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Issue #1656      September 17, 2014

Culture & Life

Outsourcing lies and propaganda

Outsourcing, which has plagued the Australian clothing industry (amongst others), is all the rage with capitalists everywhere. They detest state enterprises because they make no money from them. They assiduously push instead the idea that somehow it is better for a country’s economy if private enterprise (which seeks to make a profit) takes over the provision of services and facilities instead of the government (which doesn’t).

Major General Smedley Butler.

In the USA, observers have been startled by the revelation that the country’s Special Operations Command is outsourcing many of its most sensitive activities, including its clandestine counter-terrorism and other overseas operations.

Integrating for-profit corporations with the Pentagon’s global military and surveillance apparatus is producing billions of dollars in profitable rewards for those corporations lucky enough to score one of these Special Ops contracts.

Jon Queally, writing in the US on-line publication Common Dreams, commented that a report entitled US Special Operations Command Contracting: Data-Mining the Public Record shows that the US has outsourced such sensitive activities as “flying drones and overseeing target acquisition, facilitating communications between forward operating locations and central command hubs, interrogating prisoners, translating captured material, and managing the flow of information between regional populations and the US military”.

The report was written by researcher Crofton Black and commissioned by the UK-based Remote Control Project. Explained Black in a statement: “Remote warfare is increasingly being shaped by the private sector.”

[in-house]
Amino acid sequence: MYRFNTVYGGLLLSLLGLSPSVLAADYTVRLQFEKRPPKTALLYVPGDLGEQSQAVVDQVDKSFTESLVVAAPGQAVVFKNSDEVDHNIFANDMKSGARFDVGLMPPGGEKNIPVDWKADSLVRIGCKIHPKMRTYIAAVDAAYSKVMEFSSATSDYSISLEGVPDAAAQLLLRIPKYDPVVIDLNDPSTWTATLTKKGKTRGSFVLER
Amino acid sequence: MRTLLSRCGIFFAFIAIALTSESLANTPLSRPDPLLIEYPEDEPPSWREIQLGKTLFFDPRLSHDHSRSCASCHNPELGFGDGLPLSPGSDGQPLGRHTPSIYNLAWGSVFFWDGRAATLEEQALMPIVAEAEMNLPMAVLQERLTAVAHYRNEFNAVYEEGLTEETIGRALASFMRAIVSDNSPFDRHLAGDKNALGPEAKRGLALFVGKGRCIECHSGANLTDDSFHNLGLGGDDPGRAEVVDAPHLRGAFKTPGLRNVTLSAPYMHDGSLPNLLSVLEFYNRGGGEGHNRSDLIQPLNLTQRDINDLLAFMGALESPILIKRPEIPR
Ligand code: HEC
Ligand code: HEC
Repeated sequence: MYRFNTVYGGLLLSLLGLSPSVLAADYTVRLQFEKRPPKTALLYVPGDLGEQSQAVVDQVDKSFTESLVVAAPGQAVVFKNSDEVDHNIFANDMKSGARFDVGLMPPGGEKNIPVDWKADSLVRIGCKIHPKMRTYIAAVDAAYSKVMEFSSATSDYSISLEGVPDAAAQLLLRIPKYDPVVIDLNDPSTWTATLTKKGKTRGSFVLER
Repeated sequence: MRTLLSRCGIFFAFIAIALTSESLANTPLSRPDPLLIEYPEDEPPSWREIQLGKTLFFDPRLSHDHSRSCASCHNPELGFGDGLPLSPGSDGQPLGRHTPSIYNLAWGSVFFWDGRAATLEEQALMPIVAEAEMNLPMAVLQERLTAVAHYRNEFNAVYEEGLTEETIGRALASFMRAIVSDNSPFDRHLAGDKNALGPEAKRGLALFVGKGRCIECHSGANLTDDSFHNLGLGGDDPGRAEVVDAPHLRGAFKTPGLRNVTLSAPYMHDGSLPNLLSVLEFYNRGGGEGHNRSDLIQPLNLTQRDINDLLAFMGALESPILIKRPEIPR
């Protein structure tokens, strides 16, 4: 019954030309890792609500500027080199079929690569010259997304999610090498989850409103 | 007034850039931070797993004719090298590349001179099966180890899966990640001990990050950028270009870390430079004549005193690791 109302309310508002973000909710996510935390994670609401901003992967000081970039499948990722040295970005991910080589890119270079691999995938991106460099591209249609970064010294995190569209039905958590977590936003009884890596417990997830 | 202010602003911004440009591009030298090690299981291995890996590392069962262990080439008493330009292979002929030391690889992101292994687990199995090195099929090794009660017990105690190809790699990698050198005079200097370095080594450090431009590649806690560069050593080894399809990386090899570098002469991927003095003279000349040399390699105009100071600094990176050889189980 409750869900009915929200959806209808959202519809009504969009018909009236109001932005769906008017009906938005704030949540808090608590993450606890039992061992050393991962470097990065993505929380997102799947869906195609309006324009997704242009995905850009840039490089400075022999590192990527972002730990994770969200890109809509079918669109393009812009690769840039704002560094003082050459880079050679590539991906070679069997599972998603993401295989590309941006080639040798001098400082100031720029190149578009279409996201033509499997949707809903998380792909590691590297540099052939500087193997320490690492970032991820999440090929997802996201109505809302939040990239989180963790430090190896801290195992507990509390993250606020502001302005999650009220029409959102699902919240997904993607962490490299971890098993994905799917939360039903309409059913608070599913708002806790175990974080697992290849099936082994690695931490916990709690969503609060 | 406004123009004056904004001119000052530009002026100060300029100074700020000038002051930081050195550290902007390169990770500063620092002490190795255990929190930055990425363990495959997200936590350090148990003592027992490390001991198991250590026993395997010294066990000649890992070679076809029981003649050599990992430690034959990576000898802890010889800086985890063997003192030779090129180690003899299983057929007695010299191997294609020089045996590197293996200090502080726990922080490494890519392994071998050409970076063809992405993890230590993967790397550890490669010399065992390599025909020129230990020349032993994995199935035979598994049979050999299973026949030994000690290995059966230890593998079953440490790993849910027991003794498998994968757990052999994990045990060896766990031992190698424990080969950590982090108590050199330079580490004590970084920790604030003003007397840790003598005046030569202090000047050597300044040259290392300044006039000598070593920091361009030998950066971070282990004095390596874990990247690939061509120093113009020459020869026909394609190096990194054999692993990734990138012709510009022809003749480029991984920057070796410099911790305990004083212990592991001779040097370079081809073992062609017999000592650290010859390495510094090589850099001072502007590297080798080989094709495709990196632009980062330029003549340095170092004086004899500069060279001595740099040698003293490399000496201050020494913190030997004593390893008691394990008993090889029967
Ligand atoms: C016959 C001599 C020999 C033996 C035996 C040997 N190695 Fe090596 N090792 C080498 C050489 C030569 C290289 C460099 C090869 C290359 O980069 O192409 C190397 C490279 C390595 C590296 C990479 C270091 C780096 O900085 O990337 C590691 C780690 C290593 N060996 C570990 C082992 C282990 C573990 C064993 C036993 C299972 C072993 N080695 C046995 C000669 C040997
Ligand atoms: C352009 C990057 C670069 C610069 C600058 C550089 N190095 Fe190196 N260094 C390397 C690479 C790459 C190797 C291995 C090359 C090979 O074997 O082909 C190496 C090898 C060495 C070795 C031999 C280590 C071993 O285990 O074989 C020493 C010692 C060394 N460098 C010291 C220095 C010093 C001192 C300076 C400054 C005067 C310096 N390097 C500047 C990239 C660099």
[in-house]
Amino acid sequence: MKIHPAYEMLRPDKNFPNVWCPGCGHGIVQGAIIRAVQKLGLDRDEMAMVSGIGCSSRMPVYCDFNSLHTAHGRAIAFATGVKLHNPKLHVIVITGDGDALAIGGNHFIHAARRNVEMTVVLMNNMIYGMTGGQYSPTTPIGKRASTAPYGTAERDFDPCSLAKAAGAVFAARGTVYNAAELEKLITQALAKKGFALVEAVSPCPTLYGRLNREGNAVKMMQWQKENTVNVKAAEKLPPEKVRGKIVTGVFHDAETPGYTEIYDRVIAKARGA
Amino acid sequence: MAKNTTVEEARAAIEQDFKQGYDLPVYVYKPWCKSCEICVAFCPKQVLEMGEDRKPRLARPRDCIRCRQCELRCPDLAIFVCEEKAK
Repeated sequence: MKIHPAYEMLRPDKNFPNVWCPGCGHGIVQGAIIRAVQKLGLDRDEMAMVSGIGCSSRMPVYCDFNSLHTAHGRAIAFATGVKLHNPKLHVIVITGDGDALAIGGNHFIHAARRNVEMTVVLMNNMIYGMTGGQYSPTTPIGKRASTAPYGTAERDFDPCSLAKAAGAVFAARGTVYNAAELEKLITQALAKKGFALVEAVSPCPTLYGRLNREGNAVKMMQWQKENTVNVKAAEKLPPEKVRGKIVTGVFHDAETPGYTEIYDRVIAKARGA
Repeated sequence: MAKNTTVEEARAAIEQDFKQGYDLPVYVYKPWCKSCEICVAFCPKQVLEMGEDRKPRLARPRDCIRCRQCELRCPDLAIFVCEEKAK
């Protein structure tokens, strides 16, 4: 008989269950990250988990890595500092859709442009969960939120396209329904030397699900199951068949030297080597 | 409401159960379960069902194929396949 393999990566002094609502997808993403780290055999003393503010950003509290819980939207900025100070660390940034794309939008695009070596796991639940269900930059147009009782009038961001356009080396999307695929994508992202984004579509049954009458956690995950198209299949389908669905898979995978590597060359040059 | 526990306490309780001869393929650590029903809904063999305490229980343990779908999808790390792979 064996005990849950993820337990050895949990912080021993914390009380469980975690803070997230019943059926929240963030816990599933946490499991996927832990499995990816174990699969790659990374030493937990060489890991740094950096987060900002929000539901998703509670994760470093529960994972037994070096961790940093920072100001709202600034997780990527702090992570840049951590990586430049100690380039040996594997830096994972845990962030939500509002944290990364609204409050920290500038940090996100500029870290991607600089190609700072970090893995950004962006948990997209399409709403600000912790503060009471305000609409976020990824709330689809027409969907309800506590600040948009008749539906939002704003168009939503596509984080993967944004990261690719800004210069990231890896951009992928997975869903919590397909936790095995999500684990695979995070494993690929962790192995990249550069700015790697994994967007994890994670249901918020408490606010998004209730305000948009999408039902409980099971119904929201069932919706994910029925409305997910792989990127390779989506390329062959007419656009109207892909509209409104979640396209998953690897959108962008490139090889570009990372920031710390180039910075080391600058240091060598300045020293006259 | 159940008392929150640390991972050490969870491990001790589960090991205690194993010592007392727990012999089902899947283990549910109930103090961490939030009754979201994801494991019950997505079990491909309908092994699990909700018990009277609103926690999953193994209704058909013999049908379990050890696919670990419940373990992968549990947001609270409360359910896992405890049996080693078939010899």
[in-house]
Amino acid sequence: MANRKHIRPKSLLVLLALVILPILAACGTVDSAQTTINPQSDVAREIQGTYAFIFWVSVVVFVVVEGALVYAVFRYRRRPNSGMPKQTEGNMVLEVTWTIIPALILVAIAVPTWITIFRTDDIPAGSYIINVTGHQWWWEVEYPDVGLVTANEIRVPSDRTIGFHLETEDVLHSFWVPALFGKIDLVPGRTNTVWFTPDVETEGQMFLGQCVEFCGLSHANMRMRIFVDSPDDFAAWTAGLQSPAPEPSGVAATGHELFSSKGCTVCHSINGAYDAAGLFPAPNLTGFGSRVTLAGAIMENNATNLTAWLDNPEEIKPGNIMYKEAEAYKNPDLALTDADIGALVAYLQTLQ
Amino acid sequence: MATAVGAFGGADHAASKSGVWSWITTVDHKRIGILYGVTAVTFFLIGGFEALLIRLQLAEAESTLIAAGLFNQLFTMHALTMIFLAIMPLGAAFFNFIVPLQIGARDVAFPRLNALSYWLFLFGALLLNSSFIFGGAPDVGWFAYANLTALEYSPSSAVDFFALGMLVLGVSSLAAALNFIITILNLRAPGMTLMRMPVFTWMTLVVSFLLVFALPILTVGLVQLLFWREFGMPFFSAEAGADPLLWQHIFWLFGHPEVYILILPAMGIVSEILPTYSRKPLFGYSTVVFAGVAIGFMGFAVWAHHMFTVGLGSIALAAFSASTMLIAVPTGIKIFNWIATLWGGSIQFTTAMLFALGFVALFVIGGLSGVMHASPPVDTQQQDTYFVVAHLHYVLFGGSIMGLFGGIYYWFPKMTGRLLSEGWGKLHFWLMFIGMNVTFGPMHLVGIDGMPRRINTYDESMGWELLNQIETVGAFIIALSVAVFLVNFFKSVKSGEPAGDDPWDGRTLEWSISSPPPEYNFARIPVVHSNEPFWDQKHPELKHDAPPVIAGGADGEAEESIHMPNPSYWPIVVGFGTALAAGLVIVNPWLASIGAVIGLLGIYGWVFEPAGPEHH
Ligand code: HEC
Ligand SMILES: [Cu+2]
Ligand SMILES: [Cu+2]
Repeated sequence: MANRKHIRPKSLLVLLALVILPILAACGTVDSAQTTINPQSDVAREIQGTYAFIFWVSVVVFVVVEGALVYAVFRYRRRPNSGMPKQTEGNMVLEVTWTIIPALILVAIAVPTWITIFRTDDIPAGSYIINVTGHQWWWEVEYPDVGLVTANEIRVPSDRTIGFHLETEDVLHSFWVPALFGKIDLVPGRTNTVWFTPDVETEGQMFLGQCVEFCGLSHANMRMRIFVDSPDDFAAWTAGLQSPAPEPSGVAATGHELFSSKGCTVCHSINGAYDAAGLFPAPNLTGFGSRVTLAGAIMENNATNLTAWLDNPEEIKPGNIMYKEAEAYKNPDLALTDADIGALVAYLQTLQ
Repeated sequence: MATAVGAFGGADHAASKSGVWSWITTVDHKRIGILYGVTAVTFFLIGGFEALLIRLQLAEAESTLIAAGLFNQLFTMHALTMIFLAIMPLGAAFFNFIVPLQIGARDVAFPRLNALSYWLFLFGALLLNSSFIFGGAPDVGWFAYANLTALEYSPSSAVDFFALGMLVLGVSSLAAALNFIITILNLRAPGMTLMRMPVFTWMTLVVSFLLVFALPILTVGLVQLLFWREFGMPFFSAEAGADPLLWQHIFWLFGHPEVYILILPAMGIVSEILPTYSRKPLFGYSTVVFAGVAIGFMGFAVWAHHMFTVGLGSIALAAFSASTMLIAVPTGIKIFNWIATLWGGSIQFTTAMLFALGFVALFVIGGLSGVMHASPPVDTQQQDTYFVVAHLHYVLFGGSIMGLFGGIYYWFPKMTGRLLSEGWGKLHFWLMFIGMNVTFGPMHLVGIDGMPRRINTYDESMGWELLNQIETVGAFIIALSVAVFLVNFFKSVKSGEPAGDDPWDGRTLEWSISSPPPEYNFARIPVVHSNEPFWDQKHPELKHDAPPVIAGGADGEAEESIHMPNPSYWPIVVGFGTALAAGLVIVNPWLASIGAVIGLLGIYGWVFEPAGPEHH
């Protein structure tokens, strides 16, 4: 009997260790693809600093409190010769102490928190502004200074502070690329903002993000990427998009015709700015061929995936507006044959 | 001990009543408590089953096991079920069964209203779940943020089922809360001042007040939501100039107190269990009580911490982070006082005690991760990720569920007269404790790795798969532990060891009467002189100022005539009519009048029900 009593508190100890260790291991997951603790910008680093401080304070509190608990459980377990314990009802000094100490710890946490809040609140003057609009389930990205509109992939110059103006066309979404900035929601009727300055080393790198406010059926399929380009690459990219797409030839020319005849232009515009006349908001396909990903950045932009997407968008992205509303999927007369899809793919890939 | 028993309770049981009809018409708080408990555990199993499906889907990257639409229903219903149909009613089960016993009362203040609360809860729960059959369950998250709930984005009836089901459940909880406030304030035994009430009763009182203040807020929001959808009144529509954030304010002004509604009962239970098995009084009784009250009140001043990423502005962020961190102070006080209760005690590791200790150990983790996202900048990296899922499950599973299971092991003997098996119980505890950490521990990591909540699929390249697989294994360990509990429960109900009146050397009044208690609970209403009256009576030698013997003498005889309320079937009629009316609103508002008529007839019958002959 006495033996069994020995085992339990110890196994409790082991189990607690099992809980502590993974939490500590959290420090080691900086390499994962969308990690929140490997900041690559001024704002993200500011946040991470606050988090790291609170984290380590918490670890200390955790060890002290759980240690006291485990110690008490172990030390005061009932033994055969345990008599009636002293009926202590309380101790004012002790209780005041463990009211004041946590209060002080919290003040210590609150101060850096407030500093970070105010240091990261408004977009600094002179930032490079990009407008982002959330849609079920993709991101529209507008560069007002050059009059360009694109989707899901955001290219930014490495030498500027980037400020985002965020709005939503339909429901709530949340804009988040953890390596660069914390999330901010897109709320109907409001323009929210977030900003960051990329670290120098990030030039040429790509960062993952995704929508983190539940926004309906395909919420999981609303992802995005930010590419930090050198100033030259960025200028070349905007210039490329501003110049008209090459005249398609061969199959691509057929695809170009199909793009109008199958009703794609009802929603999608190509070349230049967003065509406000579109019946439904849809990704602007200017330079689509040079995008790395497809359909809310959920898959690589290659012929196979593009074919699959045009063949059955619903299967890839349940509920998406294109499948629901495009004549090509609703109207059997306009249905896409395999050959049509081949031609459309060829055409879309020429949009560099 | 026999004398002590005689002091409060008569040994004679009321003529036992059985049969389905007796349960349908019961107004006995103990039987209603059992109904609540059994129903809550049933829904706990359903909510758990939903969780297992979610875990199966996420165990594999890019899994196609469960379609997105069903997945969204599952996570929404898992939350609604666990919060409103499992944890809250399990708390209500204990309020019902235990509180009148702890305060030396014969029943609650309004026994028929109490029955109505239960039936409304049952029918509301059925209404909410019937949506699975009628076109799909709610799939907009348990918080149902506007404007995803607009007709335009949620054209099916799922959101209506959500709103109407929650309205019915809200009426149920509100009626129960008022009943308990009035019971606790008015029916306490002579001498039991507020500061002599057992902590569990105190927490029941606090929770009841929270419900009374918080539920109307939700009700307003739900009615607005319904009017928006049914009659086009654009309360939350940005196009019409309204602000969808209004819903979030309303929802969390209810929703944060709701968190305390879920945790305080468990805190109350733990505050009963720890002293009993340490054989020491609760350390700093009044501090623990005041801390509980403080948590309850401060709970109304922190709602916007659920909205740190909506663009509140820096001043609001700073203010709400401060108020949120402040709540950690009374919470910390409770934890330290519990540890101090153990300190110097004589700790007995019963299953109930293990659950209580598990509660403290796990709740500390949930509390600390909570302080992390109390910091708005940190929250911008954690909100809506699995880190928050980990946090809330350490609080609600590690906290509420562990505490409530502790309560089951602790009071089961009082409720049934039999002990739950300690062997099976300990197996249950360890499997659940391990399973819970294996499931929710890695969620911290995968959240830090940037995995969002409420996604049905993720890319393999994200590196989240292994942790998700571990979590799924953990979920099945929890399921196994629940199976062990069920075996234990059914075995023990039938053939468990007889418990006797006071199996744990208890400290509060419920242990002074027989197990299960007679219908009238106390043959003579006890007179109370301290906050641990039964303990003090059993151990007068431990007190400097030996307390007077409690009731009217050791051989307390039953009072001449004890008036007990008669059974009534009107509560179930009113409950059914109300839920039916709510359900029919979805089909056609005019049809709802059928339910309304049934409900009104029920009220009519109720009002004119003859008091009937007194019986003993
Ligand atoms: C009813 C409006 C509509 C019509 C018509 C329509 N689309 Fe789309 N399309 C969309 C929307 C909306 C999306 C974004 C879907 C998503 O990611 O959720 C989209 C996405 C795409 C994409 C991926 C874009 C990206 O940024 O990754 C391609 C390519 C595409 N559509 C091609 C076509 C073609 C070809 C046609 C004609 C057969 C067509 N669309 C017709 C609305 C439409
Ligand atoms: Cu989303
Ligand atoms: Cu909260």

Caroline Donnellan, manager of the Remote Control project, said, “This report … reveals the extent to which remote control activity is expanding in all its facets, with corporations becoming more and more integrated into very sensitive elements of warfare. The report’s findings are of concern given the challenges remote warfare poses for effective investigation, transparency, accountability and oversight.”

Commenting on the report’s findings in The Intercept, Ryan Gallagher rightly described it as a “corporate bonanza” for the four contractors (Tennessee-based Jacobs Technology and Virginia-based Booz Allen Hamilton, CACI-WGI, and SRA International). The contract with Special Operations Command is worth a cool US$1.5 billion. It starts innocuously enough, with the contractors required to provide support with “Psychological Operations related to intelligence and information operations.”

But then it starts to go into details: Prospective contractors were told they would have to provide “military and civilian persuasive communications planning, produce commercial quality products for unlimited foreign public broadcast, and develop lines of persuasion, themes, and designs for multi-media products.”

The contract suggested that the aim of these “persuasion” operations would be to “engage local populations and counter nefarious influences” in parts of Europe and Africa.